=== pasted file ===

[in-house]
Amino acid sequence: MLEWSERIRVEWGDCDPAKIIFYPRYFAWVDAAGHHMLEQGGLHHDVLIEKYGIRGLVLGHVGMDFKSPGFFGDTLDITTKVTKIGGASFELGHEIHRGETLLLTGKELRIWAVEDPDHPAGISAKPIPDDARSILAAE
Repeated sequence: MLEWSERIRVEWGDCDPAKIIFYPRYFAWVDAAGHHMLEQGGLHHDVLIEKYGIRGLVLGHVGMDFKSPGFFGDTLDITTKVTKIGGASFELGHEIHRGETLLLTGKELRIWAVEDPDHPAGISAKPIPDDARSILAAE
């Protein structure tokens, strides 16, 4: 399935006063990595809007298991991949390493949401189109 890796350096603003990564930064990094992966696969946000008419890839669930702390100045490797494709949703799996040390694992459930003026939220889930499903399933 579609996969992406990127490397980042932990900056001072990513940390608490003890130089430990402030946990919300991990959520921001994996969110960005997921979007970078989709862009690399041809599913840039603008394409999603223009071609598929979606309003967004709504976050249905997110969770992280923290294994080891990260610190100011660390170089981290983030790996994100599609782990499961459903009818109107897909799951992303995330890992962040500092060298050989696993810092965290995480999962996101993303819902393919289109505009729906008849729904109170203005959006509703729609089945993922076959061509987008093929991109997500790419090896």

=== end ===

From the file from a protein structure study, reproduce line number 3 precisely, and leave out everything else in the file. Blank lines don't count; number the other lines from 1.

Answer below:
Repeated sequence: MLEWSERIRVEWGDCDPAKIIFYPRYFAWVDAAGHHMLEQGGLHHDVLIEKYGIRGLVLGHVGMDFKSPGFFGDTLDITTKVTKIGGASFELGHEIHRGETLLLTGKELRIWAVEDPDHPAGISAKPIPDDARSILAAE